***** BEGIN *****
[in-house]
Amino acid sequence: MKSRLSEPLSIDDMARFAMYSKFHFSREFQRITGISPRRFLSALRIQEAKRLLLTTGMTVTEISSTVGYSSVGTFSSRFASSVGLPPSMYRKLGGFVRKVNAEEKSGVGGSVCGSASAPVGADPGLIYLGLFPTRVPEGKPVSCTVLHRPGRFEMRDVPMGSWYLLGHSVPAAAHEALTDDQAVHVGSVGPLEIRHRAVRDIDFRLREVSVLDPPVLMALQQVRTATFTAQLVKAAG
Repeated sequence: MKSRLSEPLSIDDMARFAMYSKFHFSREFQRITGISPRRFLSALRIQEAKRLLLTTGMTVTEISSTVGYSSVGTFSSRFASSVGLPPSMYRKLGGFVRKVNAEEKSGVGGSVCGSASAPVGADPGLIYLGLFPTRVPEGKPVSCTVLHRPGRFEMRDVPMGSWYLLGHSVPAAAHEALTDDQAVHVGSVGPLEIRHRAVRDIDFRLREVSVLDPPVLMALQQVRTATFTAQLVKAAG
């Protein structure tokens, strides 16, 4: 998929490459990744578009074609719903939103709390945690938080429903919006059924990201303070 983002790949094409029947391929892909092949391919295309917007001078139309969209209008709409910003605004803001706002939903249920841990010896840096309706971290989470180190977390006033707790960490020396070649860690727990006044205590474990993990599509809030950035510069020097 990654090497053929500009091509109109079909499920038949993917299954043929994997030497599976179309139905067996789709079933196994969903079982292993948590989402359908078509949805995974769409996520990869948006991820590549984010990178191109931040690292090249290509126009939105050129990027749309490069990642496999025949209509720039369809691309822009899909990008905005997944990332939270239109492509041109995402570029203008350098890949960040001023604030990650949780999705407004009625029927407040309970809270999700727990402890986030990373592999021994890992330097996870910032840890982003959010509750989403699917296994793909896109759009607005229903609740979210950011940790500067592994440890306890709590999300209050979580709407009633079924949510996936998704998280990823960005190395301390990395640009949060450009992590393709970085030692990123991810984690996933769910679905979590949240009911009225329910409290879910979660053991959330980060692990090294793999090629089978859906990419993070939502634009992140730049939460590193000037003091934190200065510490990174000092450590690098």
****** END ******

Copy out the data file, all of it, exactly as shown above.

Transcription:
[in-house]
Amino acid sequence: MKSRLSEPLSIDDMARFAMYSKFHFSREFQRITGISPRRFLSALRIQEAKRLLLTTGMTVTEISSTVGYSSVGTFSSRFASSVGLPPSMYRKLGGFVRKVNAEEKSGVGGSVCGSASAPVGADPGLIYLGLFPTRVPEGKPVSCTVLHRPGRFEMRDVPMGSWYLLGHSVPAAAHEALTDDQAVHVGSVGPLEIRHRAVRDIDFRLREVSVLDPPVLMALQQVRTATFTAQLVKAAG
Repeated sequence: MKSRLSEPLSIDDMARFAMYSKFHFSREFQRITGISPRRFLSALRIQEAKRLLLTTGMTVTEISSTVGYSSVGTFSSRFASSVGLPPSMYRKLGGFVRKVNAEEKSGVGGSVCGSASAPVGADPGLIYLGLFPTRVPEGKPVSCTVLHRPGRFEMRDVPMGSWYLLGHSVPAAAHEALTDDQAVHVGSVGPLEIRHRAVRDIDFRLREVSVLDPPVLMALQQVRTATFTAQLVKAAG
């Protein structure tokens, strides 16, 4: 998929490459990744578009074609719903939103709390945690938080429903919006059924990201303070 983002790949094409029947391929892909092949391919295309917007001078139309969209209008709409910003605004803001706002939903249920841990010896840096309706971290989470180190977390006033707790960490020396070649860690727990006044205590474990993990599509809030950035510069020097 990654090497053929500009091509109109079909499920038949993917299954043929994997030497599976179309139905067996789709079933196994969903079982292993948590989402359908078509949805995974769409996520990869948006991820590549984010990178191109931040690292090249290509126009939105050129990027749309490069990642496999025949209509720039369809691309822009899909990008905005997944990332939270239109492509041109995402570029203008350098890949960040001023604030990650949780999705407004009625029927407040309970809270999700727990402890986030990373592999021994890992330097996870910032840890982003959010509750989403699917296994793909896109759009607005229903609740979210950011940790500067592994440890306890709590999300209050979580709407009633079924949510996936998704998280990823960005190395301390990395640009949060450009992590393709970085030692990123991810984690996933769910679905979590949240009911009225329910409290879910979660053991959330980060692990090294793999090629089978859906990419993070939502634009992140730049939460590193000037003091934190200065510490990174000092450590690098």